Look to the Tory donors to see where their allegiance lies, says CHRIS STEPHENS.
AS THE cliche goes: a week is a long time in politics.
If so, then the Tories obviously felt confident that three years is the equivalent of a decade or more.
So arrogant were they at the start of their shambolic campaign, they hoped to get away with yet another rebranding when Theresa May attempted again to claim they are the party of the workers.
It was in 2014 that the then party chair Grant Shapps announced that David Cameron’s government was the champion of the “classless society” and determined to show that the Tories were in the business of spreading, not defending privilege.
In other words the Tories are the workers’ party and on our side.
Pause for ironic contemplation of history of that brand name in its various forms.
If it was absurd then, it’s downright insulting now.
On the back of passing legislation designed to hamstring the ability of workers to act collectively to improve their pay and conditions, the party attempts to sell its “aspiration” snake oil solution to persuade voters that it has our best interests at heart and that there’s no need for trade unions in a modern society.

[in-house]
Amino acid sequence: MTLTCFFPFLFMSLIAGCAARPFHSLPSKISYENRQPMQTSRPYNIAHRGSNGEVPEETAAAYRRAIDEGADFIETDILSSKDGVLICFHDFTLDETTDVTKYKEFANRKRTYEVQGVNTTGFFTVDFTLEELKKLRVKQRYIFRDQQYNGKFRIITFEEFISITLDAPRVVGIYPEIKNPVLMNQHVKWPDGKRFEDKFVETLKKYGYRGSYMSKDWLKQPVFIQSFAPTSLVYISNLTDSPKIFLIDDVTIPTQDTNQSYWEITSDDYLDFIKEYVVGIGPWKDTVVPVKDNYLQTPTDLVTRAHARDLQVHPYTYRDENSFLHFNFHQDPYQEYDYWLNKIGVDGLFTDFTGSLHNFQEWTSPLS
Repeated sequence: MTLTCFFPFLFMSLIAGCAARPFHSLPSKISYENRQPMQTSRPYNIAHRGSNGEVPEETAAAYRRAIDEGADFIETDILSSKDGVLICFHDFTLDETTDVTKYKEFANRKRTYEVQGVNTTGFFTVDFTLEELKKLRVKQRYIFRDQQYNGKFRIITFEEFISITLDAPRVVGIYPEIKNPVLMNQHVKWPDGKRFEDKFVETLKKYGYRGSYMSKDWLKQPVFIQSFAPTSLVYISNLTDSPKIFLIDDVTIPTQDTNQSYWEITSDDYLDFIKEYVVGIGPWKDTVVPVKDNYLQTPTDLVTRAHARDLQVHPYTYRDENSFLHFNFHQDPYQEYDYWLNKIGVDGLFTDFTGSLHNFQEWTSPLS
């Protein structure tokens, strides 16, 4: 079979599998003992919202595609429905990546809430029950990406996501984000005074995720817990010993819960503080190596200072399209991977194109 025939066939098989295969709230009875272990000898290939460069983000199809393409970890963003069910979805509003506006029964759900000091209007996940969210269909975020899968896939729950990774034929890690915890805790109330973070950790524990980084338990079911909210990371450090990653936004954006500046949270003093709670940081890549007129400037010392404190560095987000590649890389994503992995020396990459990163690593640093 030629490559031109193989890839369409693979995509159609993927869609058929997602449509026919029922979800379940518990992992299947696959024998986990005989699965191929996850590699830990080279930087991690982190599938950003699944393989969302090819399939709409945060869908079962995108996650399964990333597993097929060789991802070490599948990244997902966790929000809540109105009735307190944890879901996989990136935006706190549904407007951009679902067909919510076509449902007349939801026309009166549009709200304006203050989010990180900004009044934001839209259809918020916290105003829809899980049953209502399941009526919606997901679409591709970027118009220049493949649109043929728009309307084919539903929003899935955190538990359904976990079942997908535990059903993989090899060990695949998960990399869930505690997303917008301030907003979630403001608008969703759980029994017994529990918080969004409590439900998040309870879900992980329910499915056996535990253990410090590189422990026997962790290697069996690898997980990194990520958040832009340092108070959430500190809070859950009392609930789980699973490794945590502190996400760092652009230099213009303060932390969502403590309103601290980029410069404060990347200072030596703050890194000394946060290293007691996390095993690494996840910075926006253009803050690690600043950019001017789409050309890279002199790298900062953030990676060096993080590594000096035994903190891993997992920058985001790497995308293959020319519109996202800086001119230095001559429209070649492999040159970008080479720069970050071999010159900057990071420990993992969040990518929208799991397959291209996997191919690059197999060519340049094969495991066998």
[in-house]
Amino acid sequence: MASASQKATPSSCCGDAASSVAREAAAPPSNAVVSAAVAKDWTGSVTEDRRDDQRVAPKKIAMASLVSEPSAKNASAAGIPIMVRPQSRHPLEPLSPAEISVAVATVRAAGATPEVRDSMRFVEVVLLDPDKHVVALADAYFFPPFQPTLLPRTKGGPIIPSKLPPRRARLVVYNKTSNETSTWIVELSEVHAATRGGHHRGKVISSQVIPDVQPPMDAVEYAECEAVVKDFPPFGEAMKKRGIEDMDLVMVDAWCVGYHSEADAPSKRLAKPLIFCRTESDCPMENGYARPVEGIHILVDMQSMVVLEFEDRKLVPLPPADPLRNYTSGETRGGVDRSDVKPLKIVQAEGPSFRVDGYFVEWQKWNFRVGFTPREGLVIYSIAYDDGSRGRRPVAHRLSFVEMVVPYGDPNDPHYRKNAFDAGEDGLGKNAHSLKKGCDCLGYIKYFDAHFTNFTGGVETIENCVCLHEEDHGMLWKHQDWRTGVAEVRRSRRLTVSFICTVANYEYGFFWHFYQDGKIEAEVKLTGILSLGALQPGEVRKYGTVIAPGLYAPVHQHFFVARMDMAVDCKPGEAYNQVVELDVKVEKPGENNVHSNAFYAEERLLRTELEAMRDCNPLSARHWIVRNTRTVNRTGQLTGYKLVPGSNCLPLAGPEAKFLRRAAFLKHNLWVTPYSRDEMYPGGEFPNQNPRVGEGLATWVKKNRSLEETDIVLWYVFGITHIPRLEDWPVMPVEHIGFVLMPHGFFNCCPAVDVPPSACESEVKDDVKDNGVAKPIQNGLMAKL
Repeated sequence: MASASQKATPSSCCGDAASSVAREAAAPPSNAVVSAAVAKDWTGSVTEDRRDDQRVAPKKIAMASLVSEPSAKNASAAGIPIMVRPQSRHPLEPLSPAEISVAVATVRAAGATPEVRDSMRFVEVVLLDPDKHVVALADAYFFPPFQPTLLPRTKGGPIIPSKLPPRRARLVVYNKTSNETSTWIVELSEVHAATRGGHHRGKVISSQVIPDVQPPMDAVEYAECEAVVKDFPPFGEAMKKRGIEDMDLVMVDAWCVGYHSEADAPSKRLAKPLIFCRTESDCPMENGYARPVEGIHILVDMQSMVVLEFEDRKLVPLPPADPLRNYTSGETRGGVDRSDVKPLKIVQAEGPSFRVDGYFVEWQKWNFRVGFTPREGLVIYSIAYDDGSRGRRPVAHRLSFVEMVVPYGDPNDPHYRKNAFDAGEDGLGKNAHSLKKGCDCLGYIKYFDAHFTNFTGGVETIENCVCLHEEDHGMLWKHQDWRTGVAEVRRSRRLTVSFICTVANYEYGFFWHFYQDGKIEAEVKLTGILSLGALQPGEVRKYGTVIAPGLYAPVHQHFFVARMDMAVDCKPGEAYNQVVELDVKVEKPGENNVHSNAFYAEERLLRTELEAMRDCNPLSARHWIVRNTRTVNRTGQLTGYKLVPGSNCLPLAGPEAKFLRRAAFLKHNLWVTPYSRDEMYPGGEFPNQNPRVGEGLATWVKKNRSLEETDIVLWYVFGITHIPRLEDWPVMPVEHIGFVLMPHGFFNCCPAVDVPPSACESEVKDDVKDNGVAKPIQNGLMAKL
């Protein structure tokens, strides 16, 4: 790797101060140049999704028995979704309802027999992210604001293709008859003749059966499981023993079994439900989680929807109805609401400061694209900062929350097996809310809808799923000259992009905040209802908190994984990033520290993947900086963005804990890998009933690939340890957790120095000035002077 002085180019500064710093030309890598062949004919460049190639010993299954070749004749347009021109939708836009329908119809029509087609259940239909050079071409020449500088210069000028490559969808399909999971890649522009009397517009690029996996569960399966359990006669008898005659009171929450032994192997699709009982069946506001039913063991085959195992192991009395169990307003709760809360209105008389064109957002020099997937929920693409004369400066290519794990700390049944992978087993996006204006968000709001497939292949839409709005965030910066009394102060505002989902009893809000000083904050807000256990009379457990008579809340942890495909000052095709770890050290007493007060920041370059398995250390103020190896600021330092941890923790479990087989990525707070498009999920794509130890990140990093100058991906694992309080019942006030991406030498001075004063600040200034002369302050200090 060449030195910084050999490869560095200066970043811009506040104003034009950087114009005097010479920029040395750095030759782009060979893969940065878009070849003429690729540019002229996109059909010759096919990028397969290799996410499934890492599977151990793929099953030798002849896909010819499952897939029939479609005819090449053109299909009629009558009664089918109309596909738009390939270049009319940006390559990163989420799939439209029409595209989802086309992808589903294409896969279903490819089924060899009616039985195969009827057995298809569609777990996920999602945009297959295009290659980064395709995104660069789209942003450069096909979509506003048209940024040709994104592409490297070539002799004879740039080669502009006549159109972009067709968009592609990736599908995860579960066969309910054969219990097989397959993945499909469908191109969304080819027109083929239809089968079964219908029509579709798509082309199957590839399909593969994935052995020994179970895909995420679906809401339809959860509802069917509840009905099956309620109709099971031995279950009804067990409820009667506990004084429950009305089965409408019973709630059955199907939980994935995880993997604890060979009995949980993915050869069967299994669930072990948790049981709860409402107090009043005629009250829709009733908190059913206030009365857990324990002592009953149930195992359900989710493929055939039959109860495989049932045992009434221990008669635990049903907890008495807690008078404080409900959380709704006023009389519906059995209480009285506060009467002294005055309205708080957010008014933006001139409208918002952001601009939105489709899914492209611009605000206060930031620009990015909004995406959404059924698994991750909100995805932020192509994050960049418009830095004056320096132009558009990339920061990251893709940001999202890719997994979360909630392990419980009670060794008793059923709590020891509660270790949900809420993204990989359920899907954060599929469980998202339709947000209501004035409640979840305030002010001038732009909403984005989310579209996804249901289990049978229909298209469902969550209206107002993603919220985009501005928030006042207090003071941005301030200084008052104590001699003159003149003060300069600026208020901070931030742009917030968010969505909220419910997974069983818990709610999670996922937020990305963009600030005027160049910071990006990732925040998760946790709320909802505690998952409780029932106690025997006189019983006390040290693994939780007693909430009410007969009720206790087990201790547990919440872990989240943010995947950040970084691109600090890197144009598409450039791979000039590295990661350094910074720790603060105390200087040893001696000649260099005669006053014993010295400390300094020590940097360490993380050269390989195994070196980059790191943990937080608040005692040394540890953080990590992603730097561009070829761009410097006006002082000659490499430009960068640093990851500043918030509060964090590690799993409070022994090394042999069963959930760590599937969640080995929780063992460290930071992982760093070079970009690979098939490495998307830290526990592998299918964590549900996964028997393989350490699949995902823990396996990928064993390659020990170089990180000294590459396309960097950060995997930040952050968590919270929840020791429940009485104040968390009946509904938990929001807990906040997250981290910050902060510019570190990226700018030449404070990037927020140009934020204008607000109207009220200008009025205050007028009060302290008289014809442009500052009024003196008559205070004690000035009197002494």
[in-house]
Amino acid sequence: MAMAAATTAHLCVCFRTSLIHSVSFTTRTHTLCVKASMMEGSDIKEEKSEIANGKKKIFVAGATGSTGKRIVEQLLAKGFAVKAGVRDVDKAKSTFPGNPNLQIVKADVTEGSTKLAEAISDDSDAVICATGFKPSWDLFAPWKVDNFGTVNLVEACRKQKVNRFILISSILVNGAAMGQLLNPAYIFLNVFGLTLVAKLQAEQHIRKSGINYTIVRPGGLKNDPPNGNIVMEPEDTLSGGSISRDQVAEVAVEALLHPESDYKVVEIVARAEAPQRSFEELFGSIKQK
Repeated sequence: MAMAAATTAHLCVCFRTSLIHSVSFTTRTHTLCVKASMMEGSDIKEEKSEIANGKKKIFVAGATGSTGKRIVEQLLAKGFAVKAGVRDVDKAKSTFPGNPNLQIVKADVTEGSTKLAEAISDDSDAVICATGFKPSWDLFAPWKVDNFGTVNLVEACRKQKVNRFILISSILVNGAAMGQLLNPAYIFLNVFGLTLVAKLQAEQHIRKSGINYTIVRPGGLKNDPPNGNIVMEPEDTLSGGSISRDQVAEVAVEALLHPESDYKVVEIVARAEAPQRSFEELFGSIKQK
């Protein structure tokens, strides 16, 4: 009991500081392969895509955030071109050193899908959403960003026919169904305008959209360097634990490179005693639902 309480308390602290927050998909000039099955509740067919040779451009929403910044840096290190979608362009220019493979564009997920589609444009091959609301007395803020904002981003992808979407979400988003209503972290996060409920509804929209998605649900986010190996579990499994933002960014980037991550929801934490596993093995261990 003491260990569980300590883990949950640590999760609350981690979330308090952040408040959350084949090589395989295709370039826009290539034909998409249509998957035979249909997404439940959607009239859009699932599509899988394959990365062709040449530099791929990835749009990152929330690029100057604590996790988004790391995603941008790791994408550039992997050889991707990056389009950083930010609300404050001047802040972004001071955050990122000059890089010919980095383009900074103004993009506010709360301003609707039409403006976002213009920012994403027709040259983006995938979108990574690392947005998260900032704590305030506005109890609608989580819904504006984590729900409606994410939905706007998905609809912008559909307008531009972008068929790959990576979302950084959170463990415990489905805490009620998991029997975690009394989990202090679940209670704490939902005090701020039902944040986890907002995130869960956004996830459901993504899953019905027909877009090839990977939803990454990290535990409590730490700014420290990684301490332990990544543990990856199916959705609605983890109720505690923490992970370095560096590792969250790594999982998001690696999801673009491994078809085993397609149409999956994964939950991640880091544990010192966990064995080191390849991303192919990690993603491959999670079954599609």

I sat through every stage of the Trade Union Act and contributed in every debate in both committee and in the chamber, and managed to be surprised by the levels of outright ignorance on display from Tory MPs who didn’t even know that unions have paid employers to process check-off arrangements and that there’s a mutual understanding of the benefits of having an organised workforce to negotiate with.
Most of the Act went through unamended thanks to the arithmetic in the Commons, but one small yet significant change I was able to secure with cross-party support was the removal of the clause that would have required unions to pre-submit lists of named pickets and stewards.